He canvassed opinion among senior colleagues recently on whether he should remain at the company. They all told Mr Horton, a former chairman of BP, that he should stay, the sources said.
Most career railwaymen, however, argue privately that he has 'not had a good dispute' and point out that he has been kept out of the public eye lately in favour of John Ellis, Railtrack's operations director.
Mr Horton's concern over his performance - he is paid pounds 120,000 a year for three days' a week - surfaced more than a month ago. In an attempt to engender public sympathy and get union leaders back to the negotiating table, he offered to give to charity the net difference between his salary and that of Jimmy Knapp, leader of the RMT transport union.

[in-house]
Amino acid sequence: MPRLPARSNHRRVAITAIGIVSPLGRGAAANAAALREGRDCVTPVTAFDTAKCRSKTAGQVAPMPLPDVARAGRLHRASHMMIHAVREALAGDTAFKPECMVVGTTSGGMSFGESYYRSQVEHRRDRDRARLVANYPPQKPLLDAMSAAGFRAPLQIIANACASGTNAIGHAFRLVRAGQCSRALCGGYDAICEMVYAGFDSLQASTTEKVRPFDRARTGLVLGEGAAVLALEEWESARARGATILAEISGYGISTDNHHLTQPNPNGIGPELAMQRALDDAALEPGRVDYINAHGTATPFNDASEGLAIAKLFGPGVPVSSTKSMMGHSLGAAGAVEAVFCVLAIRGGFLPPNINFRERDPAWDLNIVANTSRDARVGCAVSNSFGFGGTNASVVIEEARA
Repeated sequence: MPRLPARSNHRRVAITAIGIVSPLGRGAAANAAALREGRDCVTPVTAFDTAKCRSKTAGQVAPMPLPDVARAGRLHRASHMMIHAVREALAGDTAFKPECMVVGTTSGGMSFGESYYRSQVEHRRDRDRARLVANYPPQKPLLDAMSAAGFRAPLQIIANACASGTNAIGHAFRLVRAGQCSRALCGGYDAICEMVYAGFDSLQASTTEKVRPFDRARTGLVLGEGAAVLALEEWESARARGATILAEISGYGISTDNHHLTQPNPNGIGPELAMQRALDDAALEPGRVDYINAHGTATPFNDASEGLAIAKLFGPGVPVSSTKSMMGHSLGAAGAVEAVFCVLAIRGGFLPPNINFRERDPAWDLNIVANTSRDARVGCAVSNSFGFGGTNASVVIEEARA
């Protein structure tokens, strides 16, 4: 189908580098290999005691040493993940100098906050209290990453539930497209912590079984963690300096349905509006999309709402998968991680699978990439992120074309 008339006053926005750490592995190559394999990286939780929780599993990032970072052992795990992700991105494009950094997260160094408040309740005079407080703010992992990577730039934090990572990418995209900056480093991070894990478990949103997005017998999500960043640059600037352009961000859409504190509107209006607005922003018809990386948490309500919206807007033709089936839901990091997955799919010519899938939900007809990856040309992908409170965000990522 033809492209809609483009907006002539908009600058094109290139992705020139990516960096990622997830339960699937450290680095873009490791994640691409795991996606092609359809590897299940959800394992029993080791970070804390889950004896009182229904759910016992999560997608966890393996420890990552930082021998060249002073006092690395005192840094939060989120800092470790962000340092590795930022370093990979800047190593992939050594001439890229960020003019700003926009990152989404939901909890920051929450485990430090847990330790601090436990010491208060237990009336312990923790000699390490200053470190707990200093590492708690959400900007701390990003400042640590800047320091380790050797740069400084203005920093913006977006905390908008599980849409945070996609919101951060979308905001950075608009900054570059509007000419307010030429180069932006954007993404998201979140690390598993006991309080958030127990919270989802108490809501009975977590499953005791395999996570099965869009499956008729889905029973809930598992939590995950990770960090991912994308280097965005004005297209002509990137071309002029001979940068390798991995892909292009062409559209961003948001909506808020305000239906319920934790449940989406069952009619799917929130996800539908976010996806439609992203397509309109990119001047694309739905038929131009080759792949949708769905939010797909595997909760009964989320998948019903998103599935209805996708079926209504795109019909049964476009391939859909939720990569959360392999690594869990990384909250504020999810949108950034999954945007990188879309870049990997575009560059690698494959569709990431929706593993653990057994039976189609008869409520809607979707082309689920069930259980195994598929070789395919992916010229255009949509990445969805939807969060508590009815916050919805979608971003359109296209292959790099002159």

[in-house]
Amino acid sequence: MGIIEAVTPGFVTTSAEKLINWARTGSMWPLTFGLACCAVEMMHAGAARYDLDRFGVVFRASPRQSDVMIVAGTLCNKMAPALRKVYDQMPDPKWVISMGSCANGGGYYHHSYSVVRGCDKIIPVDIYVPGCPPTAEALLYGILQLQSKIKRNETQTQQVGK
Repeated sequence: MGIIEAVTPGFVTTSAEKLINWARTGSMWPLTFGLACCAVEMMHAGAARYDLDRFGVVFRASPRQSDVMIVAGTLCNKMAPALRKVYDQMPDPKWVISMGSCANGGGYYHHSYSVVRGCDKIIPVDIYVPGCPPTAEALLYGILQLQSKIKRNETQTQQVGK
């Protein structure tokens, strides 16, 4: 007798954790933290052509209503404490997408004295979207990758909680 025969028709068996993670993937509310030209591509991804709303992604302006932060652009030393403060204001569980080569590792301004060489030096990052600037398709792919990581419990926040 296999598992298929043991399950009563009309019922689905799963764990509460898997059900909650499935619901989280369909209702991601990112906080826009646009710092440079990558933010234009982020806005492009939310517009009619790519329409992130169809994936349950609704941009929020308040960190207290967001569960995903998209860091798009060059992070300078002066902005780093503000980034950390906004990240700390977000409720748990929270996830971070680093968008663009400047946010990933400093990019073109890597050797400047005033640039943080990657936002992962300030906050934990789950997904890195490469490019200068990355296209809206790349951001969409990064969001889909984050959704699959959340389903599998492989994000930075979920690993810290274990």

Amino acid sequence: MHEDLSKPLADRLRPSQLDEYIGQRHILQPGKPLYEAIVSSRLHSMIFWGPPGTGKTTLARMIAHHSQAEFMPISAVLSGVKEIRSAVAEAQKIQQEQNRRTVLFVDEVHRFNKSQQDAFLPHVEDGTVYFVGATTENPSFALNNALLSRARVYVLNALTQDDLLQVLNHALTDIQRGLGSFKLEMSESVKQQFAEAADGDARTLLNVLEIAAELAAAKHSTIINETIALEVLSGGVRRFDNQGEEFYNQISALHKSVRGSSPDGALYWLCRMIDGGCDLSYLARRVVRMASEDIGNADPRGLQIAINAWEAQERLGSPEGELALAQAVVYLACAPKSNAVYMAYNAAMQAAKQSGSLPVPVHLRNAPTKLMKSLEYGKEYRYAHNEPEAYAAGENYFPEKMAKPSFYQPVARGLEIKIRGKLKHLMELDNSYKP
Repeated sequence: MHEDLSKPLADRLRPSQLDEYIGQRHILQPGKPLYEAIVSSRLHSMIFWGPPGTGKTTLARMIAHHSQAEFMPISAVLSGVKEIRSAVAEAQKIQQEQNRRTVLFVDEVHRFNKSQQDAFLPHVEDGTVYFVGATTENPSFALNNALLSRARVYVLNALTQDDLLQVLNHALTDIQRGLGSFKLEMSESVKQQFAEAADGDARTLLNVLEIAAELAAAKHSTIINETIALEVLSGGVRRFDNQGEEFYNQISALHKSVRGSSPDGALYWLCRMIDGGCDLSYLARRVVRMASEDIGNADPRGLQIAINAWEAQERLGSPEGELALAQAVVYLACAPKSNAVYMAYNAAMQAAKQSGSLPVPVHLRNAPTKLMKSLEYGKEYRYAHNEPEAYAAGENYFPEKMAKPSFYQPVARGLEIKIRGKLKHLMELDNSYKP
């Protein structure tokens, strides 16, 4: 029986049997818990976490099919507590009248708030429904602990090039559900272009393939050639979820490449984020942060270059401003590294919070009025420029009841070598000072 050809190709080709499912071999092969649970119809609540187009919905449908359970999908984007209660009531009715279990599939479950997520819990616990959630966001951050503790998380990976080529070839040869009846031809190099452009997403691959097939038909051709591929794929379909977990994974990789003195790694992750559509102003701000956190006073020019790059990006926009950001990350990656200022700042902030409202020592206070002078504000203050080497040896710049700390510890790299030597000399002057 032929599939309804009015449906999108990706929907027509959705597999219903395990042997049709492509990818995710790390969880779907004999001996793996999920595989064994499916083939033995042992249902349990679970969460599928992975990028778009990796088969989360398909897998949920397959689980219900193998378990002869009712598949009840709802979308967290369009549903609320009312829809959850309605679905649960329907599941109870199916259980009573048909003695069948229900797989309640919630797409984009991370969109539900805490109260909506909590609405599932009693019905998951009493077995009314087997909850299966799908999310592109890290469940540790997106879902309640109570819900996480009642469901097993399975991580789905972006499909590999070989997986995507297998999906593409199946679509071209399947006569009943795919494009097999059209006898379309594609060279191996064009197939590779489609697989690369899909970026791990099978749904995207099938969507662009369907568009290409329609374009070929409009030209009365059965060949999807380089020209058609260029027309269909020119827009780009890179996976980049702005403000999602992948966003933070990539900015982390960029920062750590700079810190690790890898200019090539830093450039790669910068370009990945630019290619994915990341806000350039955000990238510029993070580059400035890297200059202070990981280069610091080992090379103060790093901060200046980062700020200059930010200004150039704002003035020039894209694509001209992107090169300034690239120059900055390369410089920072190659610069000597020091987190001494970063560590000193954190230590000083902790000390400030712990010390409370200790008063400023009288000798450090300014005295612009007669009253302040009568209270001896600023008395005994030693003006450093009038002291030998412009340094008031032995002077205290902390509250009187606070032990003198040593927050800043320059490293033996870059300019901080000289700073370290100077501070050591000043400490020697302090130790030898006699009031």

Howecver, the gesture, made on Radio 4's Today programme, was seen as a 'stunt' rather an act of a man prepared to make personal sacrifices to settle the conflict. The offer, worth about pounds 44,000, was easily brushed aside by Mr Knapp as doing nothing to address his members' claim.
Negative publicity has dogged Mr Horton. The week before the strikes began - and at a critical negotiating stage - he was on holiday in France. And a lacklustre performance at the House of Commons employment committee on 5 July did nothing to enhance his reputation.
Mr Horton and other Railtrack officials feel like 'piggy in the middle': stuck between an intransigent government and a truculent union.
A spokeswoman for Railtrack said there was 'absolutely no truth' in allegations that Mr Horton was canvassing opinion about his future at Railtrack.
Signs of dissent among striking signal workers will emerge tomorrow at their annual meeting in Great Yarmouth when some delegates will echo calls from the Labour Party leadership and urge the union to go to arbitration. The meeting of RMT's signalling grades has no decision-making powers and is expected to defeat the pleas. The next strike is scheduled for next Friday.Reuse content